3M has used several strategies to thwart thousands of cases of possible price-gouging or fraud regarding its N95 face masks that are considered state of the art for protecting against COVID-19.
The company recorded its latest victory with an announcement this week that it had gotten a judgment and injunction against several companies in California for selling “fake, defective or damaged respirator products” at what 3M said were “grossly inflated prices.”
The lawsuit against KM Brothers Inc., KMJ Trading Inc., Supreme Sunrise Inc., Mao Yu and third-party Zhiju USA led to the recovery of $192,000 that will be donated to Direct Relief, a group that provides personal protective gear to front-line health workers facing risk of COVID-19 infection.
“3M and Amazon collaborated to identify and stop the fraudulent scheme and pursue legal action against the defendants,” 3M said in a news release.
While the Maplewood-based company has filed 18 lawsuits, including the one in California, it has also delivered dozens of cease and desist letters, many times resulting in the desired action of shutting down the false N95 operation, 3M said.
So far, more than 11,000 false or deceptive media posts, 8,000 fraudulent e-commerce offerings and 180 deceptive internet addresses have been shut down as result of the actions, 3M said in a statement.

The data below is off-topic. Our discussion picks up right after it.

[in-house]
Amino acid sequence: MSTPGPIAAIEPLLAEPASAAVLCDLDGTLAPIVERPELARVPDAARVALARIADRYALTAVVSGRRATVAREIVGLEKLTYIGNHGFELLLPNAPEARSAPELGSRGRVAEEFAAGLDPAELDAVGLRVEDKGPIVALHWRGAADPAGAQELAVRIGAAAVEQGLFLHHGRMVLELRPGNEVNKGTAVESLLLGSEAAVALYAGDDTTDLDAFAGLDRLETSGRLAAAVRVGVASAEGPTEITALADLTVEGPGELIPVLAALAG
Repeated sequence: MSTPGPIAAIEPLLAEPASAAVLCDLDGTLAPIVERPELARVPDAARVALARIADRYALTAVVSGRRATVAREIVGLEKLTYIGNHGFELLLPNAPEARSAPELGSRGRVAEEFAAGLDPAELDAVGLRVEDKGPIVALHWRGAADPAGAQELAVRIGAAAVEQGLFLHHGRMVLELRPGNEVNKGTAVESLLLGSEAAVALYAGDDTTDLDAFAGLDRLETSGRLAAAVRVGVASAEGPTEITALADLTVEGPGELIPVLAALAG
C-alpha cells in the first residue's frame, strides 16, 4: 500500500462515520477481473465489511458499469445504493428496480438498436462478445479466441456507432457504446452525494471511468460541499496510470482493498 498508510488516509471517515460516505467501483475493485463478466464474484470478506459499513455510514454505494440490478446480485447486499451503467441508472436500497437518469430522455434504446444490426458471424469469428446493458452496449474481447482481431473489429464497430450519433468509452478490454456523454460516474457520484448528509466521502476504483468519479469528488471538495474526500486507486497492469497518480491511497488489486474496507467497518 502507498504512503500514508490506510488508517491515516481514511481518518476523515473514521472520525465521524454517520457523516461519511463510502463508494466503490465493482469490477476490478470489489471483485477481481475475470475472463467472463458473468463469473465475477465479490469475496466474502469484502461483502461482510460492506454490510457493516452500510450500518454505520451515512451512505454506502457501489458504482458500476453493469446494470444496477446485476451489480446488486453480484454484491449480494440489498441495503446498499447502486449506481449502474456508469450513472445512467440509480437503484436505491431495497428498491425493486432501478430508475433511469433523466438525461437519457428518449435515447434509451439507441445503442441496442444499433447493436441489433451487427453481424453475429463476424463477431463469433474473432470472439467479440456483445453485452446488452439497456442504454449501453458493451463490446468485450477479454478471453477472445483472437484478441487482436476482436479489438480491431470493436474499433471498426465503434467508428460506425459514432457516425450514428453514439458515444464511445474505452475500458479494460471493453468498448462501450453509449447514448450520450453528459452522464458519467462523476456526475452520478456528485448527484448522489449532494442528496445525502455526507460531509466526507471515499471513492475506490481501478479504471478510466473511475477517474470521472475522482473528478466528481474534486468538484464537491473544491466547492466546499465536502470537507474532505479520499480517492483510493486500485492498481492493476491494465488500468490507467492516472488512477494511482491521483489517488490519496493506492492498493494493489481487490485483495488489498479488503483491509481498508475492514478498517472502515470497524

For example, Colt International Inc., a company founded by one of President Donald Trump’s biggest fundraisers, received a cease and desist letter from 3M in July. Founder Eric Beach had claimed a relationship with 3M that would provide access to millions of N95 masks at $2.20 a piece, a 93-cent markup over 3M list price.
After a media report and the 3M letter, Colt stopped misrepresenting its efforts, 3M said.
Beach could not be reached for comment. In a statement to CBS, Beach said that he had no formal relationship with 3M.
“Our legal action is focused on stopping fraud in 3M’s name and deterring those who would profiteer from the pandemic, causing challenges for those procuring PPE [personal protective equipment] for those on the front line,” the company said.
Besides the cease and desist letters and lawsuits it undertakes, 3M said it also refers reports to law enforcement.
William McGeveran, who teaches civil procedure and trademark law at the University of Minnesota, said parties like 3M must weigh whether there would be a financial judgment in a lawsuit and whether the cost of the lawsuit is worth the protection of its branding.
In some cases, once behavior is stopped, the goal has been reached, he said.